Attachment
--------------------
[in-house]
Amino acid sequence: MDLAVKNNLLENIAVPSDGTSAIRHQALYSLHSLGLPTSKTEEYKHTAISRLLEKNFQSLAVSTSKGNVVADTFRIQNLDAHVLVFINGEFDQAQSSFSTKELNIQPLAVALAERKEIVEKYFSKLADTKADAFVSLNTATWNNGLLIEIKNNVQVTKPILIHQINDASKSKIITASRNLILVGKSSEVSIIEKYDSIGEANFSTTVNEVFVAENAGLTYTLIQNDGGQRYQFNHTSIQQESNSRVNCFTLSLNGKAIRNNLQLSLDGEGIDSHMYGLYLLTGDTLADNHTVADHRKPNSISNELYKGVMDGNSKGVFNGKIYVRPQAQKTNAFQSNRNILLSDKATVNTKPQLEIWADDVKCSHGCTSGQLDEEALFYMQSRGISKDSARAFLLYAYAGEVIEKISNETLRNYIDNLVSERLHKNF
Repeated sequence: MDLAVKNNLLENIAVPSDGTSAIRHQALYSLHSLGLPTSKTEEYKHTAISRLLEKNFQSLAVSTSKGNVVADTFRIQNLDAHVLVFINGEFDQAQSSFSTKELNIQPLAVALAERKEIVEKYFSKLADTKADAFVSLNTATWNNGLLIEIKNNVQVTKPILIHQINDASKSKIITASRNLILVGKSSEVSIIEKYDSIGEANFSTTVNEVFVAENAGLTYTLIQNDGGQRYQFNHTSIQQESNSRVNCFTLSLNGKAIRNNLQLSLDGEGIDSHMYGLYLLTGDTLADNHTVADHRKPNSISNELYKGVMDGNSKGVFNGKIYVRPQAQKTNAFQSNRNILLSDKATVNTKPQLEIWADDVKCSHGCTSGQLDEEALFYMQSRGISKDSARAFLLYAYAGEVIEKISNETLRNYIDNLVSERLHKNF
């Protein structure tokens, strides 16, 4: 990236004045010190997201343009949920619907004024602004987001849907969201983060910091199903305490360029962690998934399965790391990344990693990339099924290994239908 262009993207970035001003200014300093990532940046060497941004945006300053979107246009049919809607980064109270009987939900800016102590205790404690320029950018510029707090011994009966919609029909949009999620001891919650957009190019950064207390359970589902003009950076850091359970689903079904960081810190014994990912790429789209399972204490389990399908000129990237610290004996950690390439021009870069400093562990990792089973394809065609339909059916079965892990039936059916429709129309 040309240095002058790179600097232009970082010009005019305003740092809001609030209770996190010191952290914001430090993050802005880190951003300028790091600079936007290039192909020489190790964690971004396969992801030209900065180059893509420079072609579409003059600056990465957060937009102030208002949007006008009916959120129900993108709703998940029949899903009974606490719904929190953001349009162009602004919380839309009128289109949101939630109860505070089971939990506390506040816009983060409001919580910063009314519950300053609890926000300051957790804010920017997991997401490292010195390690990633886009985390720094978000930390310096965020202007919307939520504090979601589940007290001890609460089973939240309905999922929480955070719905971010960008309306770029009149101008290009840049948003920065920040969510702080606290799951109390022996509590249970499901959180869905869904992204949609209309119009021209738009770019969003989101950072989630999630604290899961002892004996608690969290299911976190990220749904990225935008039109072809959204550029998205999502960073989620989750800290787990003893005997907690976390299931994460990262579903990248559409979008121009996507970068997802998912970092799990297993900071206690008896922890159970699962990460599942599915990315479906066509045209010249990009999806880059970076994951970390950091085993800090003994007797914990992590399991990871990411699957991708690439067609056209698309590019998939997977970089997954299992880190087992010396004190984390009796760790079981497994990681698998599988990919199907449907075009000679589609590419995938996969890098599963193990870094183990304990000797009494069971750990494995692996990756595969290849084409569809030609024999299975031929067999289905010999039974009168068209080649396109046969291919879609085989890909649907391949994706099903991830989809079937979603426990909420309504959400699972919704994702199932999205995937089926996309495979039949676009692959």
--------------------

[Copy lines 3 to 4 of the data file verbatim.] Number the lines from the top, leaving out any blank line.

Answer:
Repeated sequence: MDLAVKNNLLENIAVPSDGTSAIRHQALYSLHSLGLPTSKTEEYKHTAISRLLEKNFQSLAVSTSKGNVVADTFRIQNLDAHVLVFINGEFDQAQSSFSTKELNIQPLAVALAERKEIVEKYFSKLADTKADAFVSLNTATWNNGLLIEIKNNVQVTKPILIHQINDASKSKIITASRNLILVGKSSEVSIIEKYDSIGEANFSTTVNEVFVAENAGLTYTLIQNDGGQRYQFNHTSIQQESNSRVNCFTLSLNGKAIRNNLQLSLDGEGIDSHMYGLYLLTGDTLADNHTVADHRKPNSISNELYKGVMDGNSKGVFNGKIYVRPQAQKTNAFQSNRNILLSDKATVNTKPQLEIWADDVKCSHGCTSGQLDEEALFYMQSRGISKDSARAFLLYAYAGEVIEKISNETLRNYIDNLVSERLHKNF
């Protein structure tokens, strides 16, 4: 990236004045010190997201343009949920619907004024602004987001849907969201983060910091199903305490360029962690998934399965790391990344990693990339099924290994239908 262009993207970035001003200014300093990532940046060497941004945006300053979107246009049919809607980064109270009987939900800016102590205790404690320029950018510029707090011994009966919609029909949009999620001891919650957009190019950064207390359970589902003009950076850091359970689903079904960081810190014994990912790429789209399972204490389990399908000129990237610290004996950690390439021009870069400093562990990792089973394809065609339909059916079965892990039936059916429709129309 040309240095002058790179600097232009970082010009005019305003740092809001609030209770996190010191952290914001430090993050802005880190951003300028790091600079936007290039192909020489190790964690971004396969992801030209900065180059893509420079072609579409003059600056990465957060937009102030208002949007006008009916959120129900993108709703998940029949899903009974606490719904929190953001349009162009602004919380839309009128289109949101939630109860505070089971939990506390506040816009983060409001919580910063009314519950300053609890926000300051957790804010920017997991997401490292010195390690990633886009985390720094978000930390310096965020202007919307939520504090979601589940007290001890609460089973939240309905999922929480955070719905971010960008309306770029009149101008290009840049948003920065920040969510702080606290799951109390022996509590249970499901959180869905869904992204949609209309119009021209738009770019969003989101950072989630999630604290899961002892004996608690969290299911976190990220749904990225935008039109072809959204550029998205999502960073989620989750800290787990003893005997907690976390299931994460990262579903990248559409979008121009996507970068997802998912970092799990297993900071206690008896922890159970699962990460599942599915990315479906066509045209010249990009999806880059970076994951970390950091085993800090003994007797914990992590399991990871990411699957991708690439067609056209698309590019998939997977970089997954299992880190087992010396004190984390009796760790079981497994990681698998599988990919199907449907075009000679589609590419995938996969890098599963193990870094183990304990000797009494069971750990494995692996990756595969290849084409569809030609024999299975031929067999289905010999039974009168068209080649396109046969291919879609085989890909649907391949994706099903991830989809079937979603426990909420309504959400699972919704994702199932999205995937089926996309495979039949676009692959």